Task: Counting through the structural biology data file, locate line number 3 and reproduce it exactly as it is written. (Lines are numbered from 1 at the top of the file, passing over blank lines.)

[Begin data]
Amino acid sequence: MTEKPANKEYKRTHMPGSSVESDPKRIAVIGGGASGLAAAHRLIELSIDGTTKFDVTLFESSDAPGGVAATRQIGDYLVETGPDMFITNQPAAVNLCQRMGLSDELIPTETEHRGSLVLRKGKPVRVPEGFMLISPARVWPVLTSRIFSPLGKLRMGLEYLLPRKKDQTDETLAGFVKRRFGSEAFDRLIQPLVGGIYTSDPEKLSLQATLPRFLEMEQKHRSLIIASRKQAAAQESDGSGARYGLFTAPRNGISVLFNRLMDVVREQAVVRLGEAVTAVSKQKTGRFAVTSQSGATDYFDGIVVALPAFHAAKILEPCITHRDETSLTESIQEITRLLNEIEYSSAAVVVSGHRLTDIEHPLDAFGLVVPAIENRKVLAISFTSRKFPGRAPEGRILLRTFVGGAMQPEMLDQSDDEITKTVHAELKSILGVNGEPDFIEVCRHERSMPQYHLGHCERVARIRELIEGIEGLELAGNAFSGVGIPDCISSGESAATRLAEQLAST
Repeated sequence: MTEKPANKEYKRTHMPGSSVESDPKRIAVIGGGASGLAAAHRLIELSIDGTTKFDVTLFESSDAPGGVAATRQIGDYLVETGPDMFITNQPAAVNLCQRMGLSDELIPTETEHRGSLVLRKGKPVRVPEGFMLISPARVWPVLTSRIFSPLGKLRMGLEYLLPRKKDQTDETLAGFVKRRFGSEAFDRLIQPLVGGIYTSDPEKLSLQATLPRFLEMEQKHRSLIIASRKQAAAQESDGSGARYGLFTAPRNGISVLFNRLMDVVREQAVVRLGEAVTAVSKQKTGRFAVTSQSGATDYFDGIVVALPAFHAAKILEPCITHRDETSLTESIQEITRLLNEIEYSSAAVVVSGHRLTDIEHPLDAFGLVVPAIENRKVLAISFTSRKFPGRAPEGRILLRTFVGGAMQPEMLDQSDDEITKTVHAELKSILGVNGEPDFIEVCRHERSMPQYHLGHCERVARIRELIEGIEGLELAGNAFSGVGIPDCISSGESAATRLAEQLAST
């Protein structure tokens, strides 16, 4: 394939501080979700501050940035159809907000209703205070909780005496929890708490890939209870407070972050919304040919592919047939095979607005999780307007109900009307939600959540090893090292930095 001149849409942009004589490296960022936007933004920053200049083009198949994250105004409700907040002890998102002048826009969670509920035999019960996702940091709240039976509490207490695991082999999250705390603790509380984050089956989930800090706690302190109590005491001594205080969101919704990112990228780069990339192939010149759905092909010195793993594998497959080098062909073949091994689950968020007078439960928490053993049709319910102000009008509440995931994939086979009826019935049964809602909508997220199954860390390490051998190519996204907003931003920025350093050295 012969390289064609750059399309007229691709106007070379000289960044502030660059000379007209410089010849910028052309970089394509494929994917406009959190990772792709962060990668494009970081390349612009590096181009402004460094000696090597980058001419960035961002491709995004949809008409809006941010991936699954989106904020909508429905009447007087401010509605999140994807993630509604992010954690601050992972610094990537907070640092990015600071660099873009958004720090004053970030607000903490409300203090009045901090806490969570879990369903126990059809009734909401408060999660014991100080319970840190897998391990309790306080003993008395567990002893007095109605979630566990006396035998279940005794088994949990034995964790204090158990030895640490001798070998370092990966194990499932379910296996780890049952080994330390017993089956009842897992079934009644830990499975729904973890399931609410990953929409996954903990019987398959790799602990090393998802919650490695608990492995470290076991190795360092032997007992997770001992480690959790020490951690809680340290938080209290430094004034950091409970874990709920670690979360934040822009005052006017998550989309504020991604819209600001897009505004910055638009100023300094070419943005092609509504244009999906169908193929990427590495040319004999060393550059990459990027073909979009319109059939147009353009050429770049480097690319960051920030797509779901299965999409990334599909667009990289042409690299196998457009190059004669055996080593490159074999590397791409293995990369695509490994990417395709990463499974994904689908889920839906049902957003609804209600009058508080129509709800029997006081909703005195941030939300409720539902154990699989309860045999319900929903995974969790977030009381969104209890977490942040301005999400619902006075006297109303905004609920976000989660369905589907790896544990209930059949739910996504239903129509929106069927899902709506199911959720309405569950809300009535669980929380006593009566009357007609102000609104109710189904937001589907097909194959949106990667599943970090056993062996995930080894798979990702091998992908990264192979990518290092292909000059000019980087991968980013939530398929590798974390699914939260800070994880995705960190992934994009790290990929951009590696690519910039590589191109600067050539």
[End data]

């Protein structure tokens, strides 16, 4: 394939501080979700501050940035159809907000209703205070909780005496929890708490890939209870407070972050919304040919592919047939095979607005999780307007109900009307939600959540090893090292930095 001149849409942009004589490296960022936007933004920053200049083009198949994250105004409700907040002890998102002048826009969670509920035999019960996702940091709240039976509490207490695991082999999250705390603790509380984050089956989930800090706690302190109590005491001594205080969101919704990112990228780069990339192939010149759905092909010195793993594998497959080098062909073949091994689950968020007078439960928490053993049709319910102000009008509440995931994939086979009826019935049964809602909508997220199954860390390490051998190519996204907003931003920025350093050295 012969390289064609750059399309007229691709106007070379000289960044502030660059000379007209410089010849910028052309970089394509494929994917406009959190990772792709962060990668494009970081390349612009590096181009402004460094000696090597980058001419960035961002491709995004949809008409809006941010991936699954989106904020909508429905009447007087401010509605999140994807993630509604992010954690601050992972610094990537907070640092990015600071660099873009958004720090004053970030607000903490409300203090009045901090806490969570879990369903126990059809009734909401408060999660014991100080319970840190897998391990309790306080003993008395567990002893007095109605979630566990006396035998279940005794088994949990034995964790204090158990030895640490001798070998370092990966194990499932379910296996780890049952080994330390017993089956009842897992079934009644830990499975729904973890399931609410990953929409996954903990019987398959790799602990090393998802919650490695608990492995470290076991190795360092032997007992997770001992480690959790020490951690809680340290938080209290430094004034950091409970874990709920670690979360934040822009005052006017998550989309504020991604819209600001897009505004910055638009100023300094070419943005092609509504244009999906169908193929990427590495040319004999060393550059990459990027073909979009319109059939147009353009050429770049480097690319960051920030797509779901299965999409990334599909667009990289042409690299196998457009190059004669055996080593490159074999590397791409293995990369695509490994990417395709990463499974994904689908889920839906049902957003609804209600009058508080129509709800029997006081909703005195941030939300409720539902154990699989309860045999319900929903995974969790977030009381969104209890977490942040301005999400619902006075006297109303905004609920976000989660369905589907790896544990209930059949739910996504239903129509929106069927899902709506199911959720309405569950809300009535669980929380006593009566009357007609102000609104109710189904937001589907097909194959949106990667599943970090056993062996995930080894798979990702091998992908990264192979990518290092292909000059000019980087991968980013939530398929590798974390699914939260800070994880995705960190992934994009790290990929951009590696690519910039590589191109600067050539």